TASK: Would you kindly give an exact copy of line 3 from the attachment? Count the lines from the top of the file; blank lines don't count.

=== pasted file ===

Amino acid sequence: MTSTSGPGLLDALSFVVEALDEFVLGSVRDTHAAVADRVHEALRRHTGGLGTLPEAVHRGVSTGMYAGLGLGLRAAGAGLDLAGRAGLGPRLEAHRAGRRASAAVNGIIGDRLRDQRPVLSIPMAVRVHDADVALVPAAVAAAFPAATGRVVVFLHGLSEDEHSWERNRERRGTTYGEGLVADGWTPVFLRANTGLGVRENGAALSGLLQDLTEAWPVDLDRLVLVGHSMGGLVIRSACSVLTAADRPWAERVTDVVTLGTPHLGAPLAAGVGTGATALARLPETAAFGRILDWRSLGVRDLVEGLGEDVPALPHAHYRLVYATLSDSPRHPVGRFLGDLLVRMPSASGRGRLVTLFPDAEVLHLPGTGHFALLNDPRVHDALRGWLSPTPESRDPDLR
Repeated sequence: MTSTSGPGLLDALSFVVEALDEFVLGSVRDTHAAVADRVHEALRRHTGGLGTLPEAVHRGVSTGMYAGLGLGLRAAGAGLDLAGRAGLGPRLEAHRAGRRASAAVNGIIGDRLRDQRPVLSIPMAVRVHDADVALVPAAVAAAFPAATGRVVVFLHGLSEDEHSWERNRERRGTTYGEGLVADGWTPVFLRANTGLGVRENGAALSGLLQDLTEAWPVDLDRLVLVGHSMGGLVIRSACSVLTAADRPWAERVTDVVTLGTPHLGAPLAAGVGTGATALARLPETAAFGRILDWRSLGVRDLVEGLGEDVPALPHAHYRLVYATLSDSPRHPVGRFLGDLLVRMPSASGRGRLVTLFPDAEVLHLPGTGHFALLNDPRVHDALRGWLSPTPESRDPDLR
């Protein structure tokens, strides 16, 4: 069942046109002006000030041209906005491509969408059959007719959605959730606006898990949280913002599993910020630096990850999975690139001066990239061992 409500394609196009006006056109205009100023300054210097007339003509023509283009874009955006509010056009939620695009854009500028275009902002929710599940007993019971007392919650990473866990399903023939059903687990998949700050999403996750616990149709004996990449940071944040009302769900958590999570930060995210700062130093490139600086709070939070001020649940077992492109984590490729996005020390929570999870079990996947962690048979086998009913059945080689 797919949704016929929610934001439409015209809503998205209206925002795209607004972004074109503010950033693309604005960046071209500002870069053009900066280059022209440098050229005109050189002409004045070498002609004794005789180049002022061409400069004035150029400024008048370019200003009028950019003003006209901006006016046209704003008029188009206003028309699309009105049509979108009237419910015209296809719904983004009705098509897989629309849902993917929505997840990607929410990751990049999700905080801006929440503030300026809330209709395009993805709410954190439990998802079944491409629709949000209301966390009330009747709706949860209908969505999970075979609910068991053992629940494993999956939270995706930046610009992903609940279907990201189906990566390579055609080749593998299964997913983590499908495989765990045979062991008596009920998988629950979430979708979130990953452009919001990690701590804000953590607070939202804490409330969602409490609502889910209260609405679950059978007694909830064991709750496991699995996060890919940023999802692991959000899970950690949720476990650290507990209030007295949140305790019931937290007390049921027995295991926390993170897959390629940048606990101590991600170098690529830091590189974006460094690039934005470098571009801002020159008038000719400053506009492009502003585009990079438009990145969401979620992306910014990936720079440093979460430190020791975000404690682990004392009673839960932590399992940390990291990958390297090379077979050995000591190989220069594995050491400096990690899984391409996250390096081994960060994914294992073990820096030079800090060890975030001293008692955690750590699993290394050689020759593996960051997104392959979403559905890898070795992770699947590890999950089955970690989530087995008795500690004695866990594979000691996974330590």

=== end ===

């Protein structure tokens, strides 16, 4: 069942046109002006000030041209906005491509969408059959007719959605959730606006898990949280913002599993910020630096990850999975690139001066990239061992 409500394609196009006006056109205009100023300054210097007339003509023509283009874009955006509010056009939620695009854009500028275009902002929710599940007993019971007392919650990473866990399903023939059903687990998949700050999403996750616990149709004996990449940071944040009302769900958590999570930060995210700062130093490139600086709070939070001020649940077992492109984590490729996005020390929570999870079990996947962690048979086998009913059945080689 797919949704016929929610934001439409015209809503998205209206925002795209607004972004074109503010950033693309604005960046071209500002870069053009900066280059022209440098050229005109050189002409004045070498002609004794005789180049002022061409400069004035150029400024008048370019200003009028950019003003006209901006006016046209704003008029188009206003028309699309009105049509979108009237419910015209296809719904983004009705098509897989629309849902993917929505997840990607929410990751990049999700905080801006929440503030300026809330209709395009993805709410954190439990998802079944491409629709949000209301966390009330009747709706949860209908969505999970075979609910068991053992629940494993999956939270995706930046610009992903609940279907990201189906990566390579055609080749593998299964997913983590499908495989765990045979062991008596009920998988629950979430979708979130990953452009919001990690701590804000953590607070939202804490409330969602409490609502889910209260609405679950059978007694909830064991709750496991699995996060890919940023999802692991959000899970950690949720476990650290507990209030007295949140305790019931937290007390049921027995295991926390993170897959390629940048606990101590991600170098690529830091590189974006460094690039934005470098571009801002020159008038000719400053506009492009502003585009990079438009990145969401979620992306910014990936720079440093979460430190020791975000404690682990004392009673839960932590399992940390990291990958390297090379077979050995000591190989220069594995050491400096990690899984391409996250390096081994960060994914294992073990820096030079800090060890975030001293008692955690750590699993290394050689020759593996960051997104392959979403559905890898070795992770699947590890999950089955970690989530087995008795500690004695866990594979000691996974330590």